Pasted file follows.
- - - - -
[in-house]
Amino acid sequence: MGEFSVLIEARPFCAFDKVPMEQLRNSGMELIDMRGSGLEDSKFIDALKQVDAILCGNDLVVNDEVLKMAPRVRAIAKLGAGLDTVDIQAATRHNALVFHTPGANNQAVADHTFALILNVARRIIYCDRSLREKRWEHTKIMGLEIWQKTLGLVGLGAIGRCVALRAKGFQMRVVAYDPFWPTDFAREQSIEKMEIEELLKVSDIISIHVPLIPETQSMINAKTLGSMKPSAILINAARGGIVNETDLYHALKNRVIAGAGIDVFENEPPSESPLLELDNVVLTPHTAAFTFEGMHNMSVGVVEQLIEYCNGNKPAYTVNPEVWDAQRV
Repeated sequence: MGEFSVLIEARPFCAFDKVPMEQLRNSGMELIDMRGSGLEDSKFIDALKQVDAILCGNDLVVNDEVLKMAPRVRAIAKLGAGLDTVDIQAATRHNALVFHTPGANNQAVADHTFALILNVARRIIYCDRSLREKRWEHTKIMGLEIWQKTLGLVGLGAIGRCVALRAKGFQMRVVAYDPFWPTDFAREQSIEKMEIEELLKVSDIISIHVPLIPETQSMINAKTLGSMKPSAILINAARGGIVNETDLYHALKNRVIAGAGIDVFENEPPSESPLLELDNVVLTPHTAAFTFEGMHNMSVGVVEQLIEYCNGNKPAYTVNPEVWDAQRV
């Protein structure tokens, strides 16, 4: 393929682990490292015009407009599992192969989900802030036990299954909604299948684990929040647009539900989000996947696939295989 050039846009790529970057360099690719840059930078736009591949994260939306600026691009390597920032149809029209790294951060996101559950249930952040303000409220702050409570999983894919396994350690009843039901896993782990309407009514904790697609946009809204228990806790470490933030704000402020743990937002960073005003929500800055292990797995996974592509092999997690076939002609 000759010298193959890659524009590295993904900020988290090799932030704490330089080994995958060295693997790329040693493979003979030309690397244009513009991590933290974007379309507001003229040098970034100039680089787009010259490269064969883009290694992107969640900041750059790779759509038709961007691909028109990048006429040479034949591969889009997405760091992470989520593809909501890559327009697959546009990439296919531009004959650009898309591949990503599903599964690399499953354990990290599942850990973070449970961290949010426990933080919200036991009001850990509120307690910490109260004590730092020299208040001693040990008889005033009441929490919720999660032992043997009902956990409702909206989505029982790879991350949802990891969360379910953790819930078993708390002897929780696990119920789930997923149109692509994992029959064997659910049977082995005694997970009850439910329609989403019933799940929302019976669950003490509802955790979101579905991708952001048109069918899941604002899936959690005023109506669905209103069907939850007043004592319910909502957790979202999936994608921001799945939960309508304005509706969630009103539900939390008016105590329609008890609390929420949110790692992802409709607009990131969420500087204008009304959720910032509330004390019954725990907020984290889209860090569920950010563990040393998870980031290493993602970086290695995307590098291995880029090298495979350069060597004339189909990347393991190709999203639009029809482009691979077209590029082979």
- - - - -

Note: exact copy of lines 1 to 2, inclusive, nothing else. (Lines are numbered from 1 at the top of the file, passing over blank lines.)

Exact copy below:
[in-house]
Amino acid sequence: MGEFSVLIEARPFCAFDKVPMEQLRNSGMELIDMRGSGLEDSKFIDALKQVDAILCGNDLVVNDEVLKMAPRVRAIAKLGAGLDTVDIQAATRHNALVFHTPGANNQAVADHTFALILNVARRIIYCDRSLREKRWEHTKIMGLEIWQKTLGLVGLGAIGRCVALRAKGFQMRVVAYDPFWPTDFAREQSIEKMEIEELLKVSDIISIHVPLIPETQSMINAKTLGSMKPSAILINAARGGIVNETDLYHALKNRVIAGAGIDVFENEPPSESPLLELDNVVLTPHTAAFTFEGMHNMSVGVVEQLIEYCNGNKPAYTVNPEVWDAQRV